While I’m not a huge fan of the company, the Tesla (Nasdaq: TSLA) business model does demonstrate consumers want not only the latest technology, they want functionality wrapped in design. And they will pay premium prices for this combination. Magna ensures that each automaker can retain and enhance vehicle look and design, without concern that the sensor requirements of the autonomous vehicle impinge on their branded look.

And, Magna is not only offering the ability to retain design, the company is also forward thinking in addressing the changing needs, and look and feel, of the interior of future autonomous vehicles. The company recently released its flexible seat configuration design for autonomous vehicles.

The seating system allows for three variations in seating patterns that are fully automatic, with seats moving electrically along tracks mounted in the vehicle floor. Consumers have the option of a “campfire” seating arrangement with all seats facing the middle of the vehicle, a “cargo” configuration where seats move to the front of the car to provide a large cargo area in back, and a seating configuration with electronically insulated sound barriers which allows for private phone conversations in a ride sharing environment. Magna is closer to the ride share business than other companies, with a $200 million private investment in sharing economy company Lyft (Nasdaq: LYFT, pre-IPO).

Magna currently trades with a PE of 7 and pays just over 2.5% in dividends each year. The company has averaged 14% earnings growth over the past 5 years, and is projected to grow earnings 13% this year. As with NXP, a pullback in the stock in 2018 is providing an excellent entry price at these levels. Magna’s innovative designs and technology should provide earnings expansion as the company outfits the car of the future.

Aptiv (NYSE: APTV)

Finally, I would like to revisit a portfolio holding of the Growth Stock Advisor service, Aptiv. Aptiv is an Ireland based company that was spun out of Delphi Technologies (NYSE: DLPH), formerly Delphi Automotive, in late 2017.

Delphi Technologies is now the “powertrain” part of the business providing propulsion, combustion and electronic solutions. This is the old industrial commodity side of the business, and the stock has performed abysmally since the spinoff of Aptiv.

Aptiv is, as former Delphi Automotive, and now Aptiv CEO Kevin Clark stated, focused on “active safety, autonomous driving, enhanced user experiences, and connectivity”. Aptiv provides the sensors, connectivity, and most importantly deep industry and product expertise, which is so important to establishing credibility and trust from automotive manufacturers moving into the autonomous vehicle space.

As I detailed in my latest report on autonomous vehicles, there are hurdles to full autonomy, one of which is working out the legal liability issues that arise from a fully autonomous vehicle. But, Aptiv is making the incremental improvements that ensure the autonomous vehicle will be ready when the regulatory issues are resolved.

After getting the lowdown at CES on the Aptiv fleet of Lyft cars that is ferrying passengers around Las Vegas, Extreme Tech put the Aptiv advancements over last year this way, “For example, implementing RTK (Real-Time Kinematic GPS augmentation) has allowed the cars to locate themselves within 2.5 cm (instead of 10 cm). That makes the difference between not knowing and knowing whether a pedestrian is standing on the edge of the curb or in the crosswalk.” Advancements like these are crucial to the developing regulatory framework, and to putting fleets of autonomous vehicles on every road, not just in test environments like that taking place in Las Vegas.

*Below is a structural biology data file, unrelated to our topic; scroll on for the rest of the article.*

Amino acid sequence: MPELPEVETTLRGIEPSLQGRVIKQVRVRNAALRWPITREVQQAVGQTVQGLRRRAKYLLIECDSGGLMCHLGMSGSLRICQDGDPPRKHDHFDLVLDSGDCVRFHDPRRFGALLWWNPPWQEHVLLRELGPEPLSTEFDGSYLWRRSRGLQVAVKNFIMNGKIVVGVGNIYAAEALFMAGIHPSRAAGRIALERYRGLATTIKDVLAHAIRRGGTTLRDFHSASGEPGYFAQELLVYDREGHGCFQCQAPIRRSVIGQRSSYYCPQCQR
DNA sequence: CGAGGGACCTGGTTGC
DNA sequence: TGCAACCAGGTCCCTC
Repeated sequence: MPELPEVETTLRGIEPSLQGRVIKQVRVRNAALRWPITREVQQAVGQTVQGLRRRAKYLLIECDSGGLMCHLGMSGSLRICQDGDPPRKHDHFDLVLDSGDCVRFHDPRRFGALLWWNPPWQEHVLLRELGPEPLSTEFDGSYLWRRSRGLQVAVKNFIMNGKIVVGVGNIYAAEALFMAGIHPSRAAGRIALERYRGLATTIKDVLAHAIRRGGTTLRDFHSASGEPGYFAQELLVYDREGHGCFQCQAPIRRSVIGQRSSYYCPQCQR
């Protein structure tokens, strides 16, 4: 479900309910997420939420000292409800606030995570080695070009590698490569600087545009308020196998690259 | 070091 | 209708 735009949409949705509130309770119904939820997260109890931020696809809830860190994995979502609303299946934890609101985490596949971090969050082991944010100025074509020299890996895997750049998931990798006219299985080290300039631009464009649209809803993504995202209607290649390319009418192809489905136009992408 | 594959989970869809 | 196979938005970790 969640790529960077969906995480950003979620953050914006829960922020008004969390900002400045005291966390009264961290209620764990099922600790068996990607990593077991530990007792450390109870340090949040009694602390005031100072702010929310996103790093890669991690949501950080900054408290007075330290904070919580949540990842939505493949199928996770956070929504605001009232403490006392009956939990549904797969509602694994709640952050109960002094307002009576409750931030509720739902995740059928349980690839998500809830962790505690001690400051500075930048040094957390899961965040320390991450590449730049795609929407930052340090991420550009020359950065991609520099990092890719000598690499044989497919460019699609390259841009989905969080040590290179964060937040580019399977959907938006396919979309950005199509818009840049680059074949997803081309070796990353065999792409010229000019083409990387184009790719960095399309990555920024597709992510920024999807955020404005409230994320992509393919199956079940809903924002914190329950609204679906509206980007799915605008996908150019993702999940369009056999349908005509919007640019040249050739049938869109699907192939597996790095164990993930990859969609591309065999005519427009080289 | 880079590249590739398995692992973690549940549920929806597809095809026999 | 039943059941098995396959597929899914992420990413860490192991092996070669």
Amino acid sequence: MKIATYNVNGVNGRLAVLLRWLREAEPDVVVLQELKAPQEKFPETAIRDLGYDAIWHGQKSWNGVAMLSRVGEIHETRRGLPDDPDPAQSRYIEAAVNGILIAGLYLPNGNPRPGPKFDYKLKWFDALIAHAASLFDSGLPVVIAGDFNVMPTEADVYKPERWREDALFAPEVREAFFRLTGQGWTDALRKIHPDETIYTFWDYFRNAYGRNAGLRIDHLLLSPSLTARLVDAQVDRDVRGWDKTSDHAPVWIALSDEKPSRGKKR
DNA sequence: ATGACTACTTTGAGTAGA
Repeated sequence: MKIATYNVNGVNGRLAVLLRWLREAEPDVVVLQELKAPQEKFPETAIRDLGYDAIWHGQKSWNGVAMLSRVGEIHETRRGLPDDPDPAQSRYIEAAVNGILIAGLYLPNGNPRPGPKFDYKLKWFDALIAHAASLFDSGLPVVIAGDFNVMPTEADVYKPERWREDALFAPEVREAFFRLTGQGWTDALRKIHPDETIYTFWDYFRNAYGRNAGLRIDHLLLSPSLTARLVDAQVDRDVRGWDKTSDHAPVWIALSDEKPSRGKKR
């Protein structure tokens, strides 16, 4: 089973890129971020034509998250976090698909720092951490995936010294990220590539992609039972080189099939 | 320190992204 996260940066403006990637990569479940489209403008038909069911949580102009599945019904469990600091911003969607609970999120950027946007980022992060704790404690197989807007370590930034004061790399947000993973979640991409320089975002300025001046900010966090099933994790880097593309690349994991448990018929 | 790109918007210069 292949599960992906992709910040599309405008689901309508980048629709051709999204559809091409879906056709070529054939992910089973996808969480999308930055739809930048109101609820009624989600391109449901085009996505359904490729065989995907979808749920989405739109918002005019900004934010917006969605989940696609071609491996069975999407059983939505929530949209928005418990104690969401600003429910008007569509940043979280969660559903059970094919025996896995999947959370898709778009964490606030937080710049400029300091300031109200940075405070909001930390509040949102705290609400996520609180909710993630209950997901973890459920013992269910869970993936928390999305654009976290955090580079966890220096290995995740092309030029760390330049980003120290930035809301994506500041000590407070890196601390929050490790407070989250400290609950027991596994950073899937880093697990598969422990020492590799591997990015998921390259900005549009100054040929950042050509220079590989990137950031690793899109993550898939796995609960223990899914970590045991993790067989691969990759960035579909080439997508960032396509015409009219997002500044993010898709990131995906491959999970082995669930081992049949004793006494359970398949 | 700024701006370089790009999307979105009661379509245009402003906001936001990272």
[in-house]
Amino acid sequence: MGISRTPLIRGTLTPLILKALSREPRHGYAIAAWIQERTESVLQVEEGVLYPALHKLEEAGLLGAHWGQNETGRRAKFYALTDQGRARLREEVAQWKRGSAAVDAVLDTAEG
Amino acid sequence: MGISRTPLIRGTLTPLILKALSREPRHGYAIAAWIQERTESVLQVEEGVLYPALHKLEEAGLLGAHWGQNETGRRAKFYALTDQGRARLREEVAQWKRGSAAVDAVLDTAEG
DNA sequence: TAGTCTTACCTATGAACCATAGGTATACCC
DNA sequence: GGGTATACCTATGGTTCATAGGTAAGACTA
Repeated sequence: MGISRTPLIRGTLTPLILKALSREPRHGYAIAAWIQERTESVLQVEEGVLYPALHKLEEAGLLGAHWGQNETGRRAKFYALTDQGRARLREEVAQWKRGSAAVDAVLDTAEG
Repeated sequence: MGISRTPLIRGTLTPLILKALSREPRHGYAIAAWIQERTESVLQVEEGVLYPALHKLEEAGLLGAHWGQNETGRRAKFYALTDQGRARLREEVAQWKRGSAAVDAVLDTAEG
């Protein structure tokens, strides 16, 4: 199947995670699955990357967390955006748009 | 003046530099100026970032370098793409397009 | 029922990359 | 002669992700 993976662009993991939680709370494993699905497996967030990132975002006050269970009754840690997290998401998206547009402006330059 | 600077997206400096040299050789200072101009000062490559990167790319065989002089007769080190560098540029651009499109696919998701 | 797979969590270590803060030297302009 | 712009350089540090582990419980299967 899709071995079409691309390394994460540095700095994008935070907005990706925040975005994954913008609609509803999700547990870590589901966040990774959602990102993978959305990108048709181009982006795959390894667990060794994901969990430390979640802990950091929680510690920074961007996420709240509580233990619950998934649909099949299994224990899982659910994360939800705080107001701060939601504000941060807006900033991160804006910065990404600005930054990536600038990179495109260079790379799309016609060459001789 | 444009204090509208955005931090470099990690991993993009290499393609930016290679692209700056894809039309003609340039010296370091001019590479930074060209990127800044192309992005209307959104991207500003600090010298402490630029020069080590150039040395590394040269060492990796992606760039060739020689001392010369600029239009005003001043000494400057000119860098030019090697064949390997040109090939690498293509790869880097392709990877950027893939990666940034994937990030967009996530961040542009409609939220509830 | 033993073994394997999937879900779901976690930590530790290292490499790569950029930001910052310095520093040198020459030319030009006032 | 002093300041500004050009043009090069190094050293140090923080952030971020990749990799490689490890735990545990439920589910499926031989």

Aptiv is continually advancing technology, and with deep roots in the automotive industry, it is one of the purest autonomous vehicle plays available to investors. The company has a forward PE of 13, and is expected to grow earnings this year 31%.

Each of these companies offers a great way to play advancements in the autonomous vehicle industry as it matures in the coming years. Whether through the brains and connectivity of NXP, the technology and design of Magna, or the autonomous integration provided by Aptiv, it’s hard to go wrong with these top players in the space.

Source: Investors Alley

3 Driverless Car Stocks as Automakers Pull Back From Fully Automated

The main takeaway I got from the annual Consumer Electronics Show (CES) in Las Vegas was that enthusiasm for autonomous (driverless) vehicles among the world’s auto makers has really cooled.

Just a year or two ago, car and some tech companies could hardly restrain their excitement over the next revolution in mobility – driverless vehicles. But now, as the next step in driving automation comes closer to reality, some auto industry executives seem keen to back away from implementation and move directly on to the next step. Let me explain…

Levels of Vehicle Autonomy

First, let me fill you in on the levels of autonomy for a vehicle as set by the standards organization, the Society of Automotive Engineers International. There are six levels of autonomy, from zero for absolutely no autonomy to Level 5, which would be complete autonomy. In other words, completely controlled by computers. This technology is probably a decade away.

Here are brief descriptions of the other levels of autonomy:

Level One: Driver Assistance: At this level, the automobile includes some built-in capabilities to operate the vehicle. The vehicle may assist the driver with tasks like steering, braking or acceleration. For several years now cars have been manufactured with controls on the steering column that allow the driver to maintain a constant speed or gradually increase or decrease speed. These functions are enacted by the driver and not automatically performed by the automobile. Most modern cars fit into this level. If your vehicle has adaptive cruise control or lane-keeping technology, it’s probably at level one.